(Forgot where I saw this but should be some official doc):

A TEX string (and thus an expl3 string) is a series of characters which have category code 12 (“other”) with the exception of space characters which have category code 10 (“space”).

Why is it catcode 12 "other" but not 11 "letter"? Does this mean even A-Za-z are all "other"s in a string? How does this interact with \makeatletter and \makeatother?

1 Answer 1


That is the convention used by several tex primitives, which makes it natural to follow in expl3. \string, \jobname, \detokenize, \meaning all return token lists that are catcode 12 or 10.

\makeatletter and \makeatother just switch the catcode of @ between 11 and 12, are not directly related to this at all.

  • Then what is the exact difference between catcode 11 and 12? If it's OK to use 12 for letters, why must we switch between 11 and 12 for @ but not let it stay at 12?
    – Cyker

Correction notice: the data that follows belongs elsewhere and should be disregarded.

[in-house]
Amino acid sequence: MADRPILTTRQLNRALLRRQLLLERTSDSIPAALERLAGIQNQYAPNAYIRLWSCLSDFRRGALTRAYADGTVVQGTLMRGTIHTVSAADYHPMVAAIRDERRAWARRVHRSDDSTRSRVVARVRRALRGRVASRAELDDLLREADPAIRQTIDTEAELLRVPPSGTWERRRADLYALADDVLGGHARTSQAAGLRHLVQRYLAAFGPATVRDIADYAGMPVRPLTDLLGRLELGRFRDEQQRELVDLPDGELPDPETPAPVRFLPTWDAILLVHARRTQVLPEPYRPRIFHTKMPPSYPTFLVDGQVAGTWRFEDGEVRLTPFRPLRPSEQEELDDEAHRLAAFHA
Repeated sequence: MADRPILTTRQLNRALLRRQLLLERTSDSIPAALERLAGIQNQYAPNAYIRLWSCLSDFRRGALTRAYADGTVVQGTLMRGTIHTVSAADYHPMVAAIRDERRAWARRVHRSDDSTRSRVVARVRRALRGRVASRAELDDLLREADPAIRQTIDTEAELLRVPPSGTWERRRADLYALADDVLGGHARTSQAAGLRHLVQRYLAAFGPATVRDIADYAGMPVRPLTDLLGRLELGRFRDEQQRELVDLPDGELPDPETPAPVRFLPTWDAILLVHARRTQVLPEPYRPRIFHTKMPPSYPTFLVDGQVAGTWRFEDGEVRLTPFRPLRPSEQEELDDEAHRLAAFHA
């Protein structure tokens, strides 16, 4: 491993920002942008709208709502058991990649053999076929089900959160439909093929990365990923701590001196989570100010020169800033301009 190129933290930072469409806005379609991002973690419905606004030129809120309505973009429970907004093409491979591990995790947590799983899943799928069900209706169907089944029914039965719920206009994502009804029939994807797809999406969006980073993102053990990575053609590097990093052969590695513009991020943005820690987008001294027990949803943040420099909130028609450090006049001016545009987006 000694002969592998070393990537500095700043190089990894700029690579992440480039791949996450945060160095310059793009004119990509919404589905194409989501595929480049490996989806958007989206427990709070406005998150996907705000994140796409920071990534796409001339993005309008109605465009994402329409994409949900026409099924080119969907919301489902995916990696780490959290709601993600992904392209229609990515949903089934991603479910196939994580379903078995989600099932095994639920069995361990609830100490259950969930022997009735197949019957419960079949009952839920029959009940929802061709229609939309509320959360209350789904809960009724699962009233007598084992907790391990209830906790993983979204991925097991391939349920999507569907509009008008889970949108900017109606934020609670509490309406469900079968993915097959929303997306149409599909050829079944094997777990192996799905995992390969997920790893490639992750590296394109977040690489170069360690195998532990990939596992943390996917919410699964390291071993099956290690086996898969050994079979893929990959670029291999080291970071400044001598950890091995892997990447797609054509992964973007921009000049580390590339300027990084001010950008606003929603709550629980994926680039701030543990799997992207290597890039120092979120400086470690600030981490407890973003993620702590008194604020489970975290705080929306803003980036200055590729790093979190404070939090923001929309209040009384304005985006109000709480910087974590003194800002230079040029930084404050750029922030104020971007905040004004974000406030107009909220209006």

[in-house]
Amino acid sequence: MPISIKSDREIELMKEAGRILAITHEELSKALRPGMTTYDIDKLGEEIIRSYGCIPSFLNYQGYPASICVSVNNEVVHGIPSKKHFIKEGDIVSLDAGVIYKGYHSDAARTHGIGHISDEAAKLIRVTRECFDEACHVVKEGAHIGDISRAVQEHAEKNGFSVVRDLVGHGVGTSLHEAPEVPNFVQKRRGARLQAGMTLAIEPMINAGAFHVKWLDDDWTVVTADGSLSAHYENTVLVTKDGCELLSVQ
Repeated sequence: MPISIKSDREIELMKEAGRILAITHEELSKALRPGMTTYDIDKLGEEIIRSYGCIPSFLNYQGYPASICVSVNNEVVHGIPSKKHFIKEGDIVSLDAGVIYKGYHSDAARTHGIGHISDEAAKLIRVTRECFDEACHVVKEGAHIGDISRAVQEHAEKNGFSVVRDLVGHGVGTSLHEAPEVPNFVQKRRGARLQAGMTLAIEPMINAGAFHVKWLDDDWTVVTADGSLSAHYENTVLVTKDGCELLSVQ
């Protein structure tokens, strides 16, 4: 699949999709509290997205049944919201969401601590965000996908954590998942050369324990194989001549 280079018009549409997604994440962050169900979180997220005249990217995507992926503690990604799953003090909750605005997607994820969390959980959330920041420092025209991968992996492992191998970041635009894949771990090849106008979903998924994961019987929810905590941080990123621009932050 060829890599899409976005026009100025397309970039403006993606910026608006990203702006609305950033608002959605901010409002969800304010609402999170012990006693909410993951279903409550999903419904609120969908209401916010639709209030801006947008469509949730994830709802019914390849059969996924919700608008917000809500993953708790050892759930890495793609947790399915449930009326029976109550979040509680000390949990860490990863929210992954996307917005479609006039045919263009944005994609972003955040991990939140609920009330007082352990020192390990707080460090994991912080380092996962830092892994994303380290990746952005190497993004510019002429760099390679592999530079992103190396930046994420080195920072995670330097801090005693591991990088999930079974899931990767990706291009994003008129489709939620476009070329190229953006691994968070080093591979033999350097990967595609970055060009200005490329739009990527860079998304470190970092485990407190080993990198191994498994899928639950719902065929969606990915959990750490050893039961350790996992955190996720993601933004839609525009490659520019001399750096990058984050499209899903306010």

Jun 27, 2020 at 16:05
  • I mean, doesn't tex require every catcode in a control sequence to be 11?
    – Cyker
    Jun 27, 2020 at 16:05
  • 1
    @Cyker only when parsing a csname as \abc if you use \csname abc\endcsname catcodes are not involved as long as the content expands to any sequence of character tokens of any catcode. Jun 27, 2020 at 16:07
  • 2
    @Cyker when the catcode of @ is 11 then \@empty is a macro defined to be empty, if the catcode of @ is 12 then \@empty is the command \@ followed by the letters empty. Jun 27, 2020 at 16:09
  • That's the point. TYVM
    – Cyker
    Jun 27, 2020 at 16:31

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